Research Immunological approaches have been of vital importance in the diagnosis and study of prion diseases. Polyclonal and monoclonal antibodies to PrP, the host coded component of prions, have revealed the role of linear (pepscan analysis) and nonlinear epitopes in determining species and site specificity. These antibody-based assays continue to play a key role in the detection and analysis of prions and their component PrP.

Assessing the Risk from nvCJD Infectivity in Blood

Dr. Philip J. Comer, Director of Client Services, Det Norske Veritas 
We still do not know how many people may have been infected with nvCJD in the United Kingdom, and so any attempt to assess the actual risk from possible infectivity in blood is fraught with difficulty. In this risk assessment study, which was requested by the UK government, the overall exposure of some characteristic patient groups to infectivity in both blood transfusions and plasma products has been estimated, so that the relative risk to the different patient groups can be assessed, and the sensitivity of the results to the various assumptions evaluated. The model has also been used to assess the effectiveness of alternative risk reduction strategies-e.g., leucodepletion and elimination of UK-sourced plasma.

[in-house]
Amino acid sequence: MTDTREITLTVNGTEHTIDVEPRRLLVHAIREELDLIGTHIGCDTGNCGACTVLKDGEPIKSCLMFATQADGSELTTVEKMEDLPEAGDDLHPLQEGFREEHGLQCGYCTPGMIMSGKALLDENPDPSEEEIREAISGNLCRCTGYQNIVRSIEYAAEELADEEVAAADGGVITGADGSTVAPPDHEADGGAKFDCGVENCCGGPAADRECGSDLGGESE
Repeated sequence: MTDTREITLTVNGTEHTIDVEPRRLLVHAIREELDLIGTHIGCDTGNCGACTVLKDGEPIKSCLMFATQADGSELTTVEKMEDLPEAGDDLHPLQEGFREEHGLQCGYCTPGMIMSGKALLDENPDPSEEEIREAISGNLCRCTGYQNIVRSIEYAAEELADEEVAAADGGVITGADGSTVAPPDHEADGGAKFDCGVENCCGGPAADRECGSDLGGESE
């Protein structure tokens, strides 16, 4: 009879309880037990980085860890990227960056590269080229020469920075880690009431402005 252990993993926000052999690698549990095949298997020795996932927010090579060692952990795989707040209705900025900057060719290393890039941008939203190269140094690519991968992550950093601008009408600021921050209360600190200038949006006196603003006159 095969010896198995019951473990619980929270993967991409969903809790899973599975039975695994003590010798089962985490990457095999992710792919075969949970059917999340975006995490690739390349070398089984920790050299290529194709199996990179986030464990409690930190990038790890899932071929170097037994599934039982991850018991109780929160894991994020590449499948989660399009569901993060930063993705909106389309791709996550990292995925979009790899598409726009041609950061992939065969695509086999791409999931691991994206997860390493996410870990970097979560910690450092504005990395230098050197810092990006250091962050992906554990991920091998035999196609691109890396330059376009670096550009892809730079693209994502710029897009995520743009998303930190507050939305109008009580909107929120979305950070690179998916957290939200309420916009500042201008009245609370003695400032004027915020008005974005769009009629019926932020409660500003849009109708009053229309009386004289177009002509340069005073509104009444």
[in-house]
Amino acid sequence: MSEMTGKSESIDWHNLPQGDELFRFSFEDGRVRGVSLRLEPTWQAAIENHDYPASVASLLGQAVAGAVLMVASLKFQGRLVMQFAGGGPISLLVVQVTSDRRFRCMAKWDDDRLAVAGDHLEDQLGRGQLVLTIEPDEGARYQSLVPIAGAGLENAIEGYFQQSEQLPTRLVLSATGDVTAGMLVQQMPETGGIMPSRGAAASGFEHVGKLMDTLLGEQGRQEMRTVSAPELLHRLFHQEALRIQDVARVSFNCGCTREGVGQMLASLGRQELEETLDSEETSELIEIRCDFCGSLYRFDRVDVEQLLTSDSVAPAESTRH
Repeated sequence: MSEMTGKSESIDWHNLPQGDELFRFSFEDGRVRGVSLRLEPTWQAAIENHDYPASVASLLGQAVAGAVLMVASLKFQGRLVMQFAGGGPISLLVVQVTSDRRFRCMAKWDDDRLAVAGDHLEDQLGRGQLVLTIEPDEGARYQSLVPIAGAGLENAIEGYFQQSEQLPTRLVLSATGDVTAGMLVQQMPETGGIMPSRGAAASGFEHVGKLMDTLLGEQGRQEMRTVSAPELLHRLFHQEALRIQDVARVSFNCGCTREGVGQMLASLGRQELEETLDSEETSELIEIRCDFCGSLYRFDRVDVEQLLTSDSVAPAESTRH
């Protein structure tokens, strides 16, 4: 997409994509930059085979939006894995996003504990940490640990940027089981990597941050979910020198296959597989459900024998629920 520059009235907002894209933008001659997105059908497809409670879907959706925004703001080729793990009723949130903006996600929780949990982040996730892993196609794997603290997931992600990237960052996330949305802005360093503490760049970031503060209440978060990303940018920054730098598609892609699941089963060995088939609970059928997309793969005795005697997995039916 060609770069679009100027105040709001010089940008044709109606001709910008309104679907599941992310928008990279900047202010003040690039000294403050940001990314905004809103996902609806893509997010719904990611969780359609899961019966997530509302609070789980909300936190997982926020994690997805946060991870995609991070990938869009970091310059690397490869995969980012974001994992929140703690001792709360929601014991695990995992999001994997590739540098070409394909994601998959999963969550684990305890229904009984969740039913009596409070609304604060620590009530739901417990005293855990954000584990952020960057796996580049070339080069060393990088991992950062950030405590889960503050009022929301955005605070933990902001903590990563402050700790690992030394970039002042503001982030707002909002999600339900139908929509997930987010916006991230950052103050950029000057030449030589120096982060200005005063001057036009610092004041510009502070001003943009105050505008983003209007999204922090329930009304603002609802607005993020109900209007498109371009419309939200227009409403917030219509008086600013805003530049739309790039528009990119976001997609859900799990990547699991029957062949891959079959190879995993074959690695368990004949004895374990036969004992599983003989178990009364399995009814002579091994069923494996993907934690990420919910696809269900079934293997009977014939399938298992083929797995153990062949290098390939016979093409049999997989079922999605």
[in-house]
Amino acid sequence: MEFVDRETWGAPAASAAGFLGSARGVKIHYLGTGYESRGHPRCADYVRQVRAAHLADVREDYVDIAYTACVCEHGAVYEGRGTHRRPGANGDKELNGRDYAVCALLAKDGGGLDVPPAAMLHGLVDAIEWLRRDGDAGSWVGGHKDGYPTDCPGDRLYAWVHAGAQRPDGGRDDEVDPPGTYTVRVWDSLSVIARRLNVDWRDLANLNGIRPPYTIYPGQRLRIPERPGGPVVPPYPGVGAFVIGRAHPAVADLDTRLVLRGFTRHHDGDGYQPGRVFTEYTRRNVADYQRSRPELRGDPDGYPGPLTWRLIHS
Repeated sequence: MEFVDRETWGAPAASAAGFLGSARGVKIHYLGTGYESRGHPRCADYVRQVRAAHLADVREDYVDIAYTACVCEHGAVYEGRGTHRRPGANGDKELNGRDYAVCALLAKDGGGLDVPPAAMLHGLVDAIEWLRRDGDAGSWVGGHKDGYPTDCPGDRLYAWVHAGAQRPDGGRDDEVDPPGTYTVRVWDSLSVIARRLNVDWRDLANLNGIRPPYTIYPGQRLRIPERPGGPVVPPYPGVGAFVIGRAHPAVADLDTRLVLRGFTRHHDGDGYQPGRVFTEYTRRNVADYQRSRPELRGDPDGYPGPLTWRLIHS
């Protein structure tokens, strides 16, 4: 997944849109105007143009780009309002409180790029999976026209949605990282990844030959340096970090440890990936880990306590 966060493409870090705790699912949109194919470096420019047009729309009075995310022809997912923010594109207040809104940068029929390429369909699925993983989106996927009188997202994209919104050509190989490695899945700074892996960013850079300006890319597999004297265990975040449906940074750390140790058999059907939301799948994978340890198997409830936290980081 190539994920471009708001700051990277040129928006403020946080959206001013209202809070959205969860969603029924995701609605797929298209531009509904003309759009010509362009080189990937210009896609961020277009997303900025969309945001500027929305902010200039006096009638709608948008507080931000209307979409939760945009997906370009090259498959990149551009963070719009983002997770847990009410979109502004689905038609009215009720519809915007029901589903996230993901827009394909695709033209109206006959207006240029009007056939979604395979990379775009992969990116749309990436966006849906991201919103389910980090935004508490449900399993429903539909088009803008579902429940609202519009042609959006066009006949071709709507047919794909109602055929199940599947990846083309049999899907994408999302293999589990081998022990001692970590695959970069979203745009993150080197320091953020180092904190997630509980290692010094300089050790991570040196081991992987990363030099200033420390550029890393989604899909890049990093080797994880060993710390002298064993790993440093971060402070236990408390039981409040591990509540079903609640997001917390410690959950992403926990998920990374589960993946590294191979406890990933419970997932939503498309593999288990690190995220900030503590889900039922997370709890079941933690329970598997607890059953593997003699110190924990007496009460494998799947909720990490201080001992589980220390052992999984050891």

Relevance of Performing TSE Validations for Ensuring Safety of Blood-Derived Products

Dr. Malcolm R. Macnaughton, Division Head, Laboratory Sciences, Inveresk Research
Inveresk has performed up to 50 TSE validation studies over the past seven years and has extensive experience with a range of products including several plasma derivatives. This experience extends to the execution of numerous expert reports for risk analysis associated with such products. The presentation will focus on the design, reproducibility, and relevance of such studies that will incorporate an analysis of all types of processing stages. A discussion will be included concerning current guidelines in this area and the relevance for these validations in contributing to the assurance of product safety.